Times Square is so much more than I expected it to be. It's filled with all the bright billboards and overwhelming lights and crass commercialism that is so famous, but when I was walking around at night I realised that it's not as loud as I imagined it to be. It's overwhelming if you don't like the lights and the advertisements, but it's actually a pretty quiet city. There weren't cacophonies of car horns or stampeding horses, and the buzz of a million people actually disperses up into the acoustics of the skyscrapers, so I never felt claustrophobic sound-wise.

I can happily cross another thing off my bucket list: Watch a musical on Broadway. Thanks to some extraordinary luck on the part of the Yale-NUS Random Number Generator, I scored free tickets to the showing of Wicked: A New Musical on. Freaking. BROADWAY. AND IT WAS AMAZING. I HAVE NO WORDS AS TO HOW AWESOME IT WAS. EXCEPT THESE WORDS RIGHT HERE. I've heard the songs before, but without the story, so I've had to piece together that plot and who exactly was singing what. So seeing it on stage, with the actors and the singers and costumes and the amazing props, backdrops and scenery, was FANTABULASTIC. I totally get all the songs now, and I loved listening to my favourites being played live. I had shivers at the climax of For Good, the part where both of them harmonized a high note in the third chorus. If I had anything to complain about, I'd say I walked out of the theatre with my mind blown. I was sitting next to Aleithia, who had not watched a musical before, and she was quite stunned as she walked out as well.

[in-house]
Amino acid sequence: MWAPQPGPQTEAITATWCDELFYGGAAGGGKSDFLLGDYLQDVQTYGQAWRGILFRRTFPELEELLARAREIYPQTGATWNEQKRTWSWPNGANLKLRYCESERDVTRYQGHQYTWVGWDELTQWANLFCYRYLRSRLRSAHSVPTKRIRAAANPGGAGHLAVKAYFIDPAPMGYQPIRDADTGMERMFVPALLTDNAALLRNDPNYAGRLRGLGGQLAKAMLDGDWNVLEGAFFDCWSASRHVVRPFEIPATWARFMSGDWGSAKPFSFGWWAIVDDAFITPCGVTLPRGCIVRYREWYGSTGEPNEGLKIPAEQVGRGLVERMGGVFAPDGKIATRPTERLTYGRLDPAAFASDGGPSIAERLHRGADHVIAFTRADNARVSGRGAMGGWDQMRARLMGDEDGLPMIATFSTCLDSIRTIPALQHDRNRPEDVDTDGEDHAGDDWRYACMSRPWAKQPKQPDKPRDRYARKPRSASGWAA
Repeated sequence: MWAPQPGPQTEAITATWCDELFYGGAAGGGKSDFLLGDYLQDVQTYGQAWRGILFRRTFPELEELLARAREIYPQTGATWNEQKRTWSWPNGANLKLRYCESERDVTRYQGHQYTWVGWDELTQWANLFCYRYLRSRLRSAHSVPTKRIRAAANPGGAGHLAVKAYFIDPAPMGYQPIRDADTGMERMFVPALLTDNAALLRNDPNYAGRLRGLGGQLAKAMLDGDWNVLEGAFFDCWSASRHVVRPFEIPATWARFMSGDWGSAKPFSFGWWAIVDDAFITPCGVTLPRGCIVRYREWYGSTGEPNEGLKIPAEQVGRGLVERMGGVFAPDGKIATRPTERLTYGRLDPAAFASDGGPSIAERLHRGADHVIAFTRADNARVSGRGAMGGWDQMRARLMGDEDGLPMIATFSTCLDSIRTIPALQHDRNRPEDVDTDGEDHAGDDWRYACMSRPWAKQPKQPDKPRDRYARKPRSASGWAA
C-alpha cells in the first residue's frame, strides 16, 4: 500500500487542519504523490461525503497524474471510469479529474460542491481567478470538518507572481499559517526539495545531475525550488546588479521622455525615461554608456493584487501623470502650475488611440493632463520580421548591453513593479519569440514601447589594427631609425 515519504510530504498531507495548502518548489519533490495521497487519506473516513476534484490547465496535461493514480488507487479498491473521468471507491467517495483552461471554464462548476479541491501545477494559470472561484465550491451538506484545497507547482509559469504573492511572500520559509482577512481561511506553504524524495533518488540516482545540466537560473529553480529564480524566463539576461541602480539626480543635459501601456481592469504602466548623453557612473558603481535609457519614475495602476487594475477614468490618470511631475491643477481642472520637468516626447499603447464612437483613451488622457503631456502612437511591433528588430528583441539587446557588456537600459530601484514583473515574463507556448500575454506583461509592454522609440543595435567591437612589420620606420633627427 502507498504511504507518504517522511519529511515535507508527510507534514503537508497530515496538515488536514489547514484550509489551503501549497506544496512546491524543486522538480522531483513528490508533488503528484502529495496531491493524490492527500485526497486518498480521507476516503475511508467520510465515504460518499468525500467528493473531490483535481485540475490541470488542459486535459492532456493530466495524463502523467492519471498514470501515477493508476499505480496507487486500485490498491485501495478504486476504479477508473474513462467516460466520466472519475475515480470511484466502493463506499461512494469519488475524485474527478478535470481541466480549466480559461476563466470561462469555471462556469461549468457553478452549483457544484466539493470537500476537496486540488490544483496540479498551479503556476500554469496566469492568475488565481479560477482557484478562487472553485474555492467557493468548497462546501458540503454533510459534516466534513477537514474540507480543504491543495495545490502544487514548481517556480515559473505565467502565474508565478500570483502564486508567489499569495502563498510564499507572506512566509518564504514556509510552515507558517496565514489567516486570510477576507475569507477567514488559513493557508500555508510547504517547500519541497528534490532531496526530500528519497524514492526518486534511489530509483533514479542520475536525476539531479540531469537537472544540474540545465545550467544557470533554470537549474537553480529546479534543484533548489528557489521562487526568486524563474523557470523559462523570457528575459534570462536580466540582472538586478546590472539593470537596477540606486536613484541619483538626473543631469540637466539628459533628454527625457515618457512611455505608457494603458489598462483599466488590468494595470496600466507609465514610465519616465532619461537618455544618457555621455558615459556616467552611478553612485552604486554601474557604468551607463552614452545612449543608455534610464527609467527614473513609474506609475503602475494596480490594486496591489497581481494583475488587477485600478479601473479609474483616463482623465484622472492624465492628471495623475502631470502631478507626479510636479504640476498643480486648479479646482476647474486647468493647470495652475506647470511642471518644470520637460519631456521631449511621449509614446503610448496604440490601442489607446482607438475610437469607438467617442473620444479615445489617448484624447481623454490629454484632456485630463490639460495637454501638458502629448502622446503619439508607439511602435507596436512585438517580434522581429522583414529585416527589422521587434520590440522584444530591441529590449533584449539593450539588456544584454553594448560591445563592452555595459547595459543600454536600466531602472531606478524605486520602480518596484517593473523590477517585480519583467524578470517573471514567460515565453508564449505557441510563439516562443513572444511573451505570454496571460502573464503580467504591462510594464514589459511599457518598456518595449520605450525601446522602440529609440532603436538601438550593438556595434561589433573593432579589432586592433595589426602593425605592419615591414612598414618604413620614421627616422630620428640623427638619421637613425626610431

I got to talk a lot with Molly, one of the Dean's Fellows, as we roamed the streets of New Haven before going to the musical. She's a lot older and more mature than she first appears. I think living by yourself for four years grows you up a lot. She's really nice, and I like her. (Hi Nessa, if you're reading this, don't worry, I like you too!)

Dinner was organized by food expert Austin Shiner, and Austin Shiner never disappoints when it comes to food. We trained out to Harlem to try authentic African-American soul food, which was a whole set of delicious good food for the soul. Fried chicken and barbeque ribs and spiced rice, oh my. And delicious banana pudding with ice cream as well. I loved the food, and being surrounded by international students swearing in Hokkien as an excuse to learn Singlish really added to the atmosphere.